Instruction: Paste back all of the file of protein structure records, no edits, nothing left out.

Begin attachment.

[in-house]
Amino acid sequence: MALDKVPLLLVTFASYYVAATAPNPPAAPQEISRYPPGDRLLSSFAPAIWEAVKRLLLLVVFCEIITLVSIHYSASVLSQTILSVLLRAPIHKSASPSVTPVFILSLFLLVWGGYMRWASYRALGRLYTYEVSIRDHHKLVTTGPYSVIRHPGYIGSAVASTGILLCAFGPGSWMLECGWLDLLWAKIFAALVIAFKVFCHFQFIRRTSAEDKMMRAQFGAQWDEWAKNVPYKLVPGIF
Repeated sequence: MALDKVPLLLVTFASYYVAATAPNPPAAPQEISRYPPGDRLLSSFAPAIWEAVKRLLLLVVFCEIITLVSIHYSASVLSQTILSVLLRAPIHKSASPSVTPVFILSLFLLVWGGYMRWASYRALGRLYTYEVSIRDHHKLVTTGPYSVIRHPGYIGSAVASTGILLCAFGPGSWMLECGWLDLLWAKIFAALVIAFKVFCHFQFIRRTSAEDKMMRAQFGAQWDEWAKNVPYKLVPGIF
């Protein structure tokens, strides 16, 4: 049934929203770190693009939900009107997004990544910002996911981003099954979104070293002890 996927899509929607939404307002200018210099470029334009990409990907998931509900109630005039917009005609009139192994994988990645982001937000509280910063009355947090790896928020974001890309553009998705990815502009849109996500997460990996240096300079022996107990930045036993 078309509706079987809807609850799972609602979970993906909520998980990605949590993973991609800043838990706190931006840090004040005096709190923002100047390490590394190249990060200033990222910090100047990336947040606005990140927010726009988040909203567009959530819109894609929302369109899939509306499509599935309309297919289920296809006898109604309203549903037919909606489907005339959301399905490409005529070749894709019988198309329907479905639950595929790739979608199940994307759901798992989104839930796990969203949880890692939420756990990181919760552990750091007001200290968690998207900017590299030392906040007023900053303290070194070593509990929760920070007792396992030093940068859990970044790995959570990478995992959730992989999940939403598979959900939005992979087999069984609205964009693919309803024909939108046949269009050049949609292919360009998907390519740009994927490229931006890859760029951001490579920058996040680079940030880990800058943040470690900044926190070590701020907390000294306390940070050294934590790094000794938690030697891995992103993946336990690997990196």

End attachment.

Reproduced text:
[in-house]
Amino acid sequence: MALDKVPLLLVTFASYYVAATAPNPPAAPQEISRYPPGDRLLSSFAPAIWEAVKRLLLLVVFCEIITLVSIHYSASVLSQTILSVLLRAPIHKSASPSVTPVFILSLFLLVWGGYMRWASYRALGRLYTYEVSIRDHHKLVTTGPYSVIRHPGYIGSAVASTGILLCAFGPGSWMLECGWLDLLWAKIFAALVIAFKVFCHFQFIRRTSAEDKMMRAQFGAQWDEWAKNVPYKLVPGIF
Repeated sequence: MALDKVPLLLVTFASYYVAATAPNPPAAPQEISRYPPGDRLLSSFAPAIWEAVKRLLLLVVFCEIITLVSIHYSASVLSQTILSVLLRAPIHKSASPSVTPVFILSLFLLVWGGYMRWASYRALGRLYTYEVSIRDHHKLVTTGPYSVIRHPGYIGSAVASTGILLCAFGPGSWMLECGWLDLLWAKIFAALVIAFKVFCHFQFIRRTSAEDKMMRAQFGAQWDEWAKNVPYKLVPGIF
């Protein structure tokens, strides 16, 4: 049934929203770190693009939900009107997004990544910002996911981003099954979104070293002890 996927899509929607939404307002200018210099470029334009990409990907998931509900109630005039917009005609009139192994994988990645982001937000509280910063009355947090790896928020974001890309553009998705990815502009849109996500997460990996240096300079022996107990930045036993 078309509706079987809807609850799972609602979970993906909520998980990605949590993973991609800043838990706190931006840090004040005096709190923002100047390490590394190249990060200033990222910090100047990336947040606005990140927010726009988040909203567009959530819109894609929302369109899939509306499509599935309309297919289920296809006898109604309203549903037919909606489907005339959301399905490409005529070749894709019988198309329907479905639950595929790739979608199940994307759901798992989104839930796990969203949880890692939420756990990181919760552990750091007001200290968690998207900017590299030392906040007023900053303290070194070593509990929760920070007792396992030093940068859990970044790995959570990478995992959730992989999940939403598979959900939005992979087999069984609205964009693919309803024909939108046949269009050049949609292919360009998907390519740009994927490229931006890859760029951001490579920058996040680079940030880990800058943040470690900044926190070590701020907390000294306390940070050294934590790094000794938690030697891995992103993946336990690997990196």